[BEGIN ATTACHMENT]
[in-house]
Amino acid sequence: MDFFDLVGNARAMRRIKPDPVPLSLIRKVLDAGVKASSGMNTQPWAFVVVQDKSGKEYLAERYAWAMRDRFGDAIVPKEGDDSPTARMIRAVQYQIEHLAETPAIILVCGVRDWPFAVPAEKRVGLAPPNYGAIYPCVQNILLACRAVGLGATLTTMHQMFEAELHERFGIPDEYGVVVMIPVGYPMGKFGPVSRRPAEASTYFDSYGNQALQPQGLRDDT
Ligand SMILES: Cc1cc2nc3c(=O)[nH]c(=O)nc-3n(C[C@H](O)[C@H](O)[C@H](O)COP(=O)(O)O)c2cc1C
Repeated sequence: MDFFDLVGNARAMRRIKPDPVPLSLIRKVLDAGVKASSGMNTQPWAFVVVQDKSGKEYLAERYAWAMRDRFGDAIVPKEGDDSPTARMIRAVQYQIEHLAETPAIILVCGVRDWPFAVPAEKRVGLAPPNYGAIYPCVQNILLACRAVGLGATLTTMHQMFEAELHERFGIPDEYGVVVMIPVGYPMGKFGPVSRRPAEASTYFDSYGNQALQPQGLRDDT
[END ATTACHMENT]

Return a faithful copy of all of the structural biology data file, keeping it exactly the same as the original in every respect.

[in-house]
Amino acid sequence: MDFFDLVGNARAMRRIKPDPVPLSLIRKVLDAGVKASSGMNTQPWAFVVVQDKSGKEYLAERYAWAMRDRFGDAIVPKEGDDSPTARMIRAVQYQIEHLAETPAIILVCGVRDWPFAVPAEKRVGLAPPNYGAIYPCVQNILLACRAVGLGATLTTMHQMFEAELHERFGIPDEYGVVVMIPVGYPMGKFGPVSRRPAEASTYFDSYGNQALQPQGLRDDT
Ligand SMILES: Cc1cc2nc3c(=O)[nH]c(=O)nc-3n(C[C@H](O)[C@H](O)[C@H](O)COP(=O)(O)O)c2cc1C
Repeated sequence: MDFFDLVGNARAMRRIKPDPVPLSLIRKVLDAGVKASSGMNTQPWAFVVVQDKSGKEYLAERYAWAMRDRFGDAIVPKEGDDSPTARMIRAVQYQIEHLAETPAIILVCGVRDWPFAVPAEKRVGLAPPNYGAIYPCVQNILLACRAVGLGATLTTMHQMFEAELHERFGIPDEYGVVVMIPVGYPMGKFGPVSRRPAEASTYFDSYGNQALQPQGLRDDT